Electrical conductivity in adhesive tapes

2 min read

Lohmann explains the advantages of electrically- and thermally-conductive adhesive tapes such as its DuploCOLL EC range, in contrast to other means of fastening in electronic components

Bonding tasks in the manufacture of electronic components consistently present development and construction engineers with extraordinary challenges. The components are becoming ever smaller, more powerful and more complex. When components need to be joined in such applications, double-sided adhesive tapes are frequently used in the form of die-cuts. 

Electrically-conductive adhesive tapes are of particular importance as they provide multifunctional properties and can add value to the design and function of the overall component and its manufacturing process.  

The parameter of interest when dealing with electrically-conductive tapes is the resistance. As the conductivity decreases with increasing resistance, engineers are in need of materials with a low resistance, such as gold or silver (specific electrical resistance of 2.44x10-8 and 1.59x10-8, respectively). However, to manufacture cost-sensitively, often a compromise has to be found.  

Since adhesive systems mostly consist of monomers and polymers, these are in principle regarded as electrical insulators, and have a resistance of about 1012 and higher. By lamination of additional conductive films, or by adding fillers to the base formulation of the adhesive, the specific resistance of the adhesive tape can be decreased, and conductivity significantly increased. When films are employed – for example thin precious metal or aluminium foils – the conductivity is established over a whole area of the tape and in all directions (X, Y and Z). That is called isotropic conductivity. The property of isotropic conductivity is used to, for example, ground large areas of metallic components.  

When a relatively small percentage of particles are used compared to the adhesive formulation by volume, the adhesive system’s conductivity is only established in the Z-direction, making it anisotropically conductive. The specific resistance of anisotropic tapes significantly depends on type, size, shape and volume of the filler materials used. Use cases include establishing electronic circuits and solder-free processes.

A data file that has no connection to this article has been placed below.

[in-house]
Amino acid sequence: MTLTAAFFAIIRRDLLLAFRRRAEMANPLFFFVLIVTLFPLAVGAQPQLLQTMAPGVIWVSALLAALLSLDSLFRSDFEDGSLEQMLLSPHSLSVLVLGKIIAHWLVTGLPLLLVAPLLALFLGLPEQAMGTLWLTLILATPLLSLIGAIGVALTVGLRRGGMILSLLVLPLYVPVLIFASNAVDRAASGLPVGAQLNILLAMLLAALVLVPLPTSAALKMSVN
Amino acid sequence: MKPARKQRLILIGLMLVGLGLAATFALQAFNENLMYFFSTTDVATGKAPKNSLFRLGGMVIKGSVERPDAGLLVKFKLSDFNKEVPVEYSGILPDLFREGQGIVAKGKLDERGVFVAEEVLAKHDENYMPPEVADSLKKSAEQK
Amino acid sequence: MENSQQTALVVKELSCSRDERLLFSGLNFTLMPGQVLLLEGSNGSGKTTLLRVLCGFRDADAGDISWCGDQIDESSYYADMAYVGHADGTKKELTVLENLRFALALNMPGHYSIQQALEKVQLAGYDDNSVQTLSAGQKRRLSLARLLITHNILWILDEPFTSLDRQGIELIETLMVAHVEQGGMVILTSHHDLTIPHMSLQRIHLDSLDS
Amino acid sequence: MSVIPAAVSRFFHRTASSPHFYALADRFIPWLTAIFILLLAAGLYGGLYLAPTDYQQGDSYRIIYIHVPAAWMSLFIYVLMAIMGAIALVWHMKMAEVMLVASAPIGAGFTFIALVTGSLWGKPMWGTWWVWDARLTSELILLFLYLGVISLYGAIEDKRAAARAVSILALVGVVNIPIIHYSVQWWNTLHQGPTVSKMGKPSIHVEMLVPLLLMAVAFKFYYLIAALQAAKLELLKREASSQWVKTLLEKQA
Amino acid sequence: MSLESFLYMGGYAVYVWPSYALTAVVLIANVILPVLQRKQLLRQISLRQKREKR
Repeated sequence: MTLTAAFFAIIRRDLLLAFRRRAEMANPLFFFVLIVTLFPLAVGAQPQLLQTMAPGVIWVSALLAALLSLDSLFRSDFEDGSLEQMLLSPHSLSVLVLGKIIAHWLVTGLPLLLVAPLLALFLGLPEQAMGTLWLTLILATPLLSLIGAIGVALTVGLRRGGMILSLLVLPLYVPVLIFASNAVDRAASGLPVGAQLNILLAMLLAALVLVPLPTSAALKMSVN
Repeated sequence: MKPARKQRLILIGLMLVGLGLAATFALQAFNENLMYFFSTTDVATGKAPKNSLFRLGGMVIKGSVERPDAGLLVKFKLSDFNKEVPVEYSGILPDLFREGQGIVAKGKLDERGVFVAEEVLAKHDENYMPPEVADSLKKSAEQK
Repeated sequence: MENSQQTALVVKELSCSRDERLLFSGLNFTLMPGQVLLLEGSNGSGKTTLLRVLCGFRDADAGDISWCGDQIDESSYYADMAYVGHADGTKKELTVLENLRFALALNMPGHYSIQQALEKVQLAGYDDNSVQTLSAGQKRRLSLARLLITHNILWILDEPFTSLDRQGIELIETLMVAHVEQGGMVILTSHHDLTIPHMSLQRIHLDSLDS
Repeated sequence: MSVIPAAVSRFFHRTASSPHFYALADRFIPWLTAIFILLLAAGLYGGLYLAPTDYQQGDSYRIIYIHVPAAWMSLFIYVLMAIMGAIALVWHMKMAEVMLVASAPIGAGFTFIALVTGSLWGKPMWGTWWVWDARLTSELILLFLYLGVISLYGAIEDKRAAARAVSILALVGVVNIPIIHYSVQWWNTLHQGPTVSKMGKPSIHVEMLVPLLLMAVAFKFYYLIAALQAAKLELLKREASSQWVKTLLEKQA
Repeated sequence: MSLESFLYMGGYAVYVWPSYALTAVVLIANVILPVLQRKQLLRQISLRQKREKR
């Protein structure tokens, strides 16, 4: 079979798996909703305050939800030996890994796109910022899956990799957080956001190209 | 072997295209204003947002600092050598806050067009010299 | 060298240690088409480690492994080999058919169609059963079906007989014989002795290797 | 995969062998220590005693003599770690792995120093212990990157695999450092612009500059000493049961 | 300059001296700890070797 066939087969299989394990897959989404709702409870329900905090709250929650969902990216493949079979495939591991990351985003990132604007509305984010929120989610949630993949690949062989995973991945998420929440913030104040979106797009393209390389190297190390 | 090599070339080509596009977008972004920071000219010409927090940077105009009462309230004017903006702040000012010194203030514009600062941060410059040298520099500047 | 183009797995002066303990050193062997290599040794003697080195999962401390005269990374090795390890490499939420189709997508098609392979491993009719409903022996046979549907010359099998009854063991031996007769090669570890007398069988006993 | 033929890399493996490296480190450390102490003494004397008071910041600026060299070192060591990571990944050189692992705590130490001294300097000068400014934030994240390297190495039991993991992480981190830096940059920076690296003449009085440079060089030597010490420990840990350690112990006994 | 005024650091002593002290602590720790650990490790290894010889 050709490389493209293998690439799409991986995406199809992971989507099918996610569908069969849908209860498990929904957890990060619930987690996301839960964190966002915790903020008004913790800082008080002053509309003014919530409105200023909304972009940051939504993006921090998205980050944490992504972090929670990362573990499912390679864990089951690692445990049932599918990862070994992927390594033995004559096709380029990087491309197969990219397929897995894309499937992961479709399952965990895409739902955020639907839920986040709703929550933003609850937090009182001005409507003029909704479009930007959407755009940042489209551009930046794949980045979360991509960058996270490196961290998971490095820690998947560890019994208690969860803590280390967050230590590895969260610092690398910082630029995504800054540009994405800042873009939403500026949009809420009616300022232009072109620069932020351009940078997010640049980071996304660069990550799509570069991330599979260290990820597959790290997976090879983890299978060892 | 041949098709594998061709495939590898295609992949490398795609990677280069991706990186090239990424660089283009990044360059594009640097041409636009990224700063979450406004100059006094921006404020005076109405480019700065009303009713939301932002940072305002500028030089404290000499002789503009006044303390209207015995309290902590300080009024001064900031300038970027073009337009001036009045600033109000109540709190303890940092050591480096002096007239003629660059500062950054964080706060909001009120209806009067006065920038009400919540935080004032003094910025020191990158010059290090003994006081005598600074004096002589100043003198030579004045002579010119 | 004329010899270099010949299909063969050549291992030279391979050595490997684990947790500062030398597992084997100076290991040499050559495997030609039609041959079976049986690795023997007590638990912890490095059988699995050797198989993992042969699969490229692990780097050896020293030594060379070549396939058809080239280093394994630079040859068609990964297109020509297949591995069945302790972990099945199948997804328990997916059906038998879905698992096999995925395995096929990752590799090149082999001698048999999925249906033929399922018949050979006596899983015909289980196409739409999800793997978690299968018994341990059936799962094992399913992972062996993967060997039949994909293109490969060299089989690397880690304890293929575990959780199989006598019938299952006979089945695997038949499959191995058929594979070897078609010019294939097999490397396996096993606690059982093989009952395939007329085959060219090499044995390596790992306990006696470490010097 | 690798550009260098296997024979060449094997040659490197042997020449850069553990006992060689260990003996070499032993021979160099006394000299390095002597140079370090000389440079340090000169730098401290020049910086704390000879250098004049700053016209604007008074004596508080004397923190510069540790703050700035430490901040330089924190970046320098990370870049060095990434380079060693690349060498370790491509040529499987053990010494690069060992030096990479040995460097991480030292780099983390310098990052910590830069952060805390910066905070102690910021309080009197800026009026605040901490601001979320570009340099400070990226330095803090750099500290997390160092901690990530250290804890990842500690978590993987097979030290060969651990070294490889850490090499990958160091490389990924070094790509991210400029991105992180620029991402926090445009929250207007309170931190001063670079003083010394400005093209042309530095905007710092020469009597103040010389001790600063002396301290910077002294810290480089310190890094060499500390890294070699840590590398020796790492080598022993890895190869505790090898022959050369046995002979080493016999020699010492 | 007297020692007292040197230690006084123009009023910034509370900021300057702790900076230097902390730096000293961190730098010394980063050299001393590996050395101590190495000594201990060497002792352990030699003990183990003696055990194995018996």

Products such as the DuploColl EC (EC = electrically conductive) adhesive tape range from Lohmann (01908 690837) are gaining importance when both bonding and electrical properties are required. With these materials, well-established designs or component geometries can be improved. For example, the field of printed electronics today still uses rigid clamp or screw connections, which reduce the mechanical flexibility in the application and increase the volume of the overall geometry. In this case, an anisotropic adhesive tape solution offers similar properties in electrical conductivity as well as reducing the size of the construction. 

Especially for applications that involve bonding on small areas, such as a ground point in a sensor/actuator (pictured), an electrically-conductive adhesive tape can remove the need for an additional wire.  

The particular advantage of adhesive tapes such as the DuploColl EC range is easy handling. With light pressure, these products cling very easily to the surface of the substrates, significantly reducing the contact resistance between them and conducting the electrical signal from one point to the other, without requiring a further curing process, as liquid adhesives do. Another major advantage of pressure-sensitive tapes, when compared to liquid adhesives, are their long-term flexibility. In contrast, most liquid adhesives form a rigid solid when cured.  
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